Singapore is viewed as one of the most international and sophisticated place for companies in this marketplace to conduct business in the region, with an excellent regulatory, legal and financial infrastructure. With the full range of mainstream financial institutions and wealth management firms operating out of the island Republic, it is a natural venue for the growth of the physical gold market in the region.
Aimed at establishing the country as a hub for the gold trade, The Government of Singapore decided in October 2012 to waive the Goods and Services Tax (GST) on Investment Precious Metals (“IPM”). To qualify for the waiver, the metals must be accredited by an LBMA approved refinery. Seizing on the opportunity offered by the favourable tax environment the infrastructure necessary to support the gold trade has developed whereby there is now an LBMA refinery in Singapore, and the big-name logistics companies provide vault storage and transportation logistics. In 2011, the construction of the Singapore Freeport was completed, leading to significant bullion houses and banks opening dedicated vaults within the facility. Combined with the Singapore “Freeport” storage, the vast array of banks and large trading companies, the market trading infrastructure and the retail market, Singapore has a compelling range of attractions for any serious investors in the gold market. The developing infrastructure, coupled with Singapore’s decision to waive the GST, allowed Singapore to further cement its position as an international wealth management centre at a time when global demand for investments in precious physical metals was growing apace.
Precious metals logistics firms build their presence
Many investors looking to remove assets from the financial system are spoilt for choice with the leading global precious metals logistics firms: Brinks Global Services, G4S International, MalcaAmit, Loomis, Ferrari and a recent market entrant named Ava Global all offering high-quality transportation, vaulting and insurance services in the region. These leading names are vital to the industry, ensuring security and transparency that is paramount to the market. The logistics firms collect, weigh and put seals on the bullion and then move it, whilst of course also taking out insurance coverage while it is in transit. They also work in cooperation with large financial institutions offering allocated vaulting solutions for HNW individuals that prefer to hold bullion managed by large entities and leverage the vaulting economies. Lastly, logistics firms further enhance the bullion trading ecosystem by helping to verify the integrity of the bullion that flows through their doors. For many investors, the source of the bullion is as important as the purity so logistics firms can help to confirm unbroken chain of custody from refinery or bank to vault.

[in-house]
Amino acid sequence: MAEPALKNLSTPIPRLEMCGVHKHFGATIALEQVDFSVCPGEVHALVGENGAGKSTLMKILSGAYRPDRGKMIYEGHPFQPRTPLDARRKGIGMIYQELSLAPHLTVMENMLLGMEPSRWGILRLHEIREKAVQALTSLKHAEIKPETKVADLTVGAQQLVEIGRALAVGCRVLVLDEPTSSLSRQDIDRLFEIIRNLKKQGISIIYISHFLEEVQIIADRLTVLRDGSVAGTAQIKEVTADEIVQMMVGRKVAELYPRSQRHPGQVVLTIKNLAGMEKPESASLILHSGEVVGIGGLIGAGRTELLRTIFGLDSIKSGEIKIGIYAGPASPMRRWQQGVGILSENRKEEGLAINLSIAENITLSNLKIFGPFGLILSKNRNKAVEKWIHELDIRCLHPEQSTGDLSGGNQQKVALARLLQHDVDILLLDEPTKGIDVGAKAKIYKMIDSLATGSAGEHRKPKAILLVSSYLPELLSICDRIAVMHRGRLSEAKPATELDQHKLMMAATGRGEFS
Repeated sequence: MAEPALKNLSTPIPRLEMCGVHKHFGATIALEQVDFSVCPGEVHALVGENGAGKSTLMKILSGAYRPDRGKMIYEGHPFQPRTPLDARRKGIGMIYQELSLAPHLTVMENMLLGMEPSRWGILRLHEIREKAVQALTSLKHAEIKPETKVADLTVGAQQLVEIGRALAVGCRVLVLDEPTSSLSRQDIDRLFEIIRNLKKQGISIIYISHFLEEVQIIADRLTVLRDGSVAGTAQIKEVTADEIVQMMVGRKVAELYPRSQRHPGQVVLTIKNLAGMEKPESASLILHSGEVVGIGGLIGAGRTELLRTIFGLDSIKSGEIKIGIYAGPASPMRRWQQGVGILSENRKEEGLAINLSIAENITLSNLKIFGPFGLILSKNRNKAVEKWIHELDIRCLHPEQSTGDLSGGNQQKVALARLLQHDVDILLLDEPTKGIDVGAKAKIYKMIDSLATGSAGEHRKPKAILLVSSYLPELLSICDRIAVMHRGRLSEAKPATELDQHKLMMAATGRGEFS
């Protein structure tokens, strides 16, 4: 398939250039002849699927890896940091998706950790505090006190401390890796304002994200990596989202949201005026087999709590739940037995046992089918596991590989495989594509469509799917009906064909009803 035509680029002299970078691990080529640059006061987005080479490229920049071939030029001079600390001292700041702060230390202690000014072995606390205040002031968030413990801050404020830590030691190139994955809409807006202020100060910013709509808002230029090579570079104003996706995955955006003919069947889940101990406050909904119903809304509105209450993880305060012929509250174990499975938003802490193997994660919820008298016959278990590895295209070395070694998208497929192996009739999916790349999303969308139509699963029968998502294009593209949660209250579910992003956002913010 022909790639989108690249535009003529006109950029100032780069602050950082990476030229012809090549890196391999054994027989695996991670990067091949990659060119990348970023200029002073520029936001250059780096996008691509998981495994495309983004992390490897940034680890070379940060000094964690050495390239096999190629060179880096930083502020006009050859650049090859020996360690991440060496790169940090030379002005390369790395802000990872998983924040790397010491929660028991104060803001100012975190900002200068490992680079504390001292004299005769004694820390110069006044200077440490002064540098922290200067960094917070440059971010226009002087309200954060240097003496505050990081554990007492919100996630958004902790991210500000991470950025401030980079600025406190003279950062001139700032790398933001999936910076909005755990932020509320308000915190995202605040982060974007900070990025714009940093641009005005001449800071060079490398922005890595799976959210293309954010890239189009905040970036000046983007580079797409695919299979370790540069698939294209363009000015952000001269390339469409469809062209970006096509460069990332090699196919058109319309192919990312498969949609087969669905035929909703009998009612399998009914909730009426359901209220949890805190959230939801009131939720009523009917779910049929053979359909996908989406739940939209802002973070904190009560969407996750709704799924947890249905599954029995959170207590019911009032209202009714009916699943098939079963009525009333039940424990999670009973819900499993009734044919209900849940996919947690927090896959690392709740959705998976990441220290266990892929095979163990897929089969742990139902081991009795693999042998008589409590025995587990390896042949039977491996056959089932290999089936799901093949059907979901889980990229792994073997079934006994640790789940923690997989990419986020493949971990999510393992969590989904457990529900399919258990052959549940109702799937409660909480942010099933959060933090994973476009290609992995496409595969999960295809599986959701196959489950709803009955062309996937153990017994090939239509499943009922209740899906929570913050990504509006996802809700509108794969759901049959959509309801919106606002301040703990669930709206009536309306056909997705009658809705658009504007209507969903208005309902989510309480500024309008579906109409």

New approaches Asia’s new generation
Historically many Asian clients have been inclined to keep gold at home. For many, the concept of storing it with a third party caused either privacy concerns or fears over security. But that mindset is gradually changing, especially as the younger generations inherit much of Asia’s old wealth and embark on new ventures, therefore providing excellent opportunities for the bullion sales companies, vaulting and logistics companies, that move the gold around.
For small holdings of coins and other more modest gold items, storage at home continues to be logical for most HNW families, but in a world where security is even more of a pressing concern storing bullion and more significant amounts of gold at home is increasingly risky. Moreover, insurance is complicated unless the house is set up for high security. Additionally, if an owner wants to sell bullion, it would then need to be authenticated and certified, which is problematic if it is not stored in a secure vault. Adding further momentum to the physical gold market, more and more European and even US clients are interested in storing gold in Asia, due to its growth and increasing financial stability, especially in centres such as Singapore. With the dramatic growth in the infrastructure in Asia, buying and storing precious metals has become far simpler, cheaper and more efficient.
While banks might charge an estimated 2% of the procurement and around 1% of the annual custody, there are alternative providers of this service. Both private and listed financial services firms now offer those services at an estimated 50% less, according to experts contacted by Hubbis. Typical custodian costs depend on multiple factors, including location, size, the number of times access to the gold is required and so forth. The service providers can offer access to clients or nominated third parties to view or check the gold. Rates are on a case-by-case basis, but market experts indicate rates of between 0.25% and 0.5% are typical for custodian services.
Global Head of Precious Metals at StoneX